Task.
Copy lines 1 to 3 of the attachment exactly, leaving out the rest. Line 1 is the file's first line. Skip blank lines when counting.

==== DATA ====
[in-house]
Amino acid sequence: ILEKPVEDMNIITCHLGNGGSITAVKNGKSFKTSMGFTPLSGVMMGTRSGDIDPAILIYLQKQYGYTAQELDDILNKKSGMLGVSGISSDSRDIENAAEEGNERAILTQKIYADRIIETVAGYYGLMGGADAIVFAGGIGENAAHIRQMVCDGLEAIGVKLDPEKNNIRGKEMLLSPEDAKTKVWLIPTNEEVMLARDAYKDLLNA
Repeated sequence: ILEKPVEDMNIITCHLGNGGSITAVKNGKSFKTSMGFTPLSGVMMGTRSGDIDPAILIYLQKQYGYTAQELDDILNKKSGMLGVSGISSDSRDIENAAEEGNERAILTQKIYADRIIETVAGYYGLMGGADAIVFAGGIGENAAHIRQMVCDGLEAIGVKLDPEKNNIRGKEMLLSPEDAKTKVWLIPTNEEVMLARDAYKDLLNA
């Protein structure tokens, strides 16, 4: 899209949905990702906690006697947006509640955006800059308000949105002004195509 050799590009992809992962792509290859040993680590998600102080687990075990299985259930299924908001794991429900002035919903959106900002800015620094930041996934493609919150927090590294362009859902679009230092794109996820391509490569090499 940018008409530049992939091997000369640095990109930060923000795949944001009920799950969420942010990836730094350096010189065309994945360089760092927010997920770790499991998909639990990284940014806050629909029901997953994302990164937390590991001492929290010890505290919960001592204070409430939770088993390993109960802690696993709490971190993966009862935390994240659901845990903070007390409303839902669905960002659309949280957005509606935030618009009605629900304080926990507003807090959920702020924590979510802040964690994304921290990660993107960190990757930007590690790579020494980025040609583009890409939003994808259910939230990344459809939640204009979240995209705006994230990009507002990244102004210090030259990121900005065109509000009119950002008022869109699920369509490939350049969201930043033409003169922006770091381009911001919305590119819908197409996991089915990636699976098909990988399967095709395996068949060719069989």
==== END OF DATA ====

[in-house]
Amino acid sequence: ILEKPVEDMNIITCHLGNGGSITAVKNGKSFKTSMGFTPLSGVMMGTRSGDIDPAILIYLQKQYGYTAQELDDILNKKSGMLGVSGISSDSRDIENAAEEGNERAILTQKIYADRIIETVAGYYGLMGGADAIVFAGGIGENAAHIRQMVCDGLEAIGVKLDPEKNNIRGKEMLLSPEDAKTKVWLIPTNEEVMLARDAYKDLLNA
Repeated sequence: ILEKPVEDMNIITCHLGNGGSITAVKNGKSFKTSMGFTPLSGVMMGTRSGDIDPAILIYLQKQYGYTAQELDDILNKKSGMLGVSGISSDSRDIENAAEEGNERAILTQKIYADRIIETVAGYYGLMGGADAIVFAGGIGENAAHIRQMVCDGLEAIGVKLDPEKNNIRGKEMLLSPEDAKTKVWLIPTNEEVMLARDAYKDLLNA